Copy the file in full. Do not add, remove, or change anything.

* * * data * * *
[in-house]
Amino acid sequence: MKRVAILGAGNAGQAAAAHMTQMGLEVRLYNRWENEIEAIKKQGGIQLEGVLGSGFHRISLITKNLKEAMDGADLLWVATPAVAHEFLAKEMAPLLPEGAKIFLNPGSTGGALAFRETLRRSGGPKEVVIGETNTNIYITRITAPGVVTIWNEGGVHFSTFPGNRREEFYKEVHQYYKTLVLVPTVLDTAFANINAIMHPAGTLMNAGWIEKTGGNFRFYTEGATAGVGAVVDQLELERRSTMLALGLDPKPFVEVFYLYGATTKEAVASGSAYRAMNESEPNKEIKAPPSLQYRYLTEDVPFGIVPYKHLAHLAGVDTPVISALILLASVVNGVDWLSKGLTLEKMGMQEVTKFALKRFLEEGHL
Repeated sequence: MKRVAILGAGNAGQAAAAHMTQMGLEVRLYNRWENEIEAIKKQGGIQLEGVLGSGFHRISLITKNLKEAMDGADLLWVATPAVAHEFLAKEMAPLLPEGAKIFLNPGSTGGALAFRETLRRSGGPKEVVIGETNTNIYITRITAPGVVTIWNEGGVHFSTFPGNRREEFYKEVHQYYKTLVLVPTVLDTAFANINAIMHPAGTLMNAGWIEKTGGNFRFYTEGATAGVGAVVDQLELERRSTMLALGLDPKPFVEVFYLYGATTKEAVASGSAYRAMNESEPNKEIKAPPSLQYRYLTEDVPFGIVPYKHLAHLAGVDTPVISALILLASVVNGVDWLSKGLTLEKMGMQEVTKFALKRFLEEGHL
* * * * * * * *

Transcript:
[in-house]
Amino acid sequence: MKRVAILGAGNAGQAAAAHMTQMGLEVRLYNRWENEIEAIKKQGGIQLEGVLGSGFHRISLITKNLKEAMDGADLLWVATPAVAHEFLAKEMAPLLPEGAKIFLNPGSTGGALAFRETLRRSGGPKEVVIGETNTNIYITRITAPGVVTIWNEGGVHFSTFPGNRREEFYKEVHQYYKTLVLVPTVLDTAFANINAIMHPAGTLMNAGWIEKTGGNFRFYTEGATAGVGAVVDQLELERRSTMLALGLDPKPFVEVFYLYGATTKEAVASGSAYRAMNESEPNKEIKAPPSLQYRYLTEDVPFGIVPYKHLAHLAGVDTPVISALILLASVVNGVDWLSKGLTLEKMGMQEVTKFALKRFLEEGHL
Repeated sequence: MKRVAILGAGNAGQAAAAHMTQMGLEVRLYNRWENEIEAIKKQGGIQLEGVLGSGFHRISLITKNLKEAMDGADLLWVATPAVAHEFLAKEMAPLLPEGAKIFLNPGSTGGALAFRETLRRSGGPKEVVIGETNTNIYITRITAPGVVTIWNEGGVHFSTFPGNRREEFYKEVHQYYKTLVLVPTVLDTAFANINAIMHPAGTLMNAGWIEKTGGNFRFYTEGATAGVGAVVDQLELERRSTMLALGLDPKPFVEVFYLYGATTKEAVASGSAYRAMNESEPNKEIKAPPSLQYRYLTEDVPFGIVPYKHLAHLAGVDTPVISALILLASVVNGVDWLSKGLTLEKMGMQEVTKFALKRFLEEGHL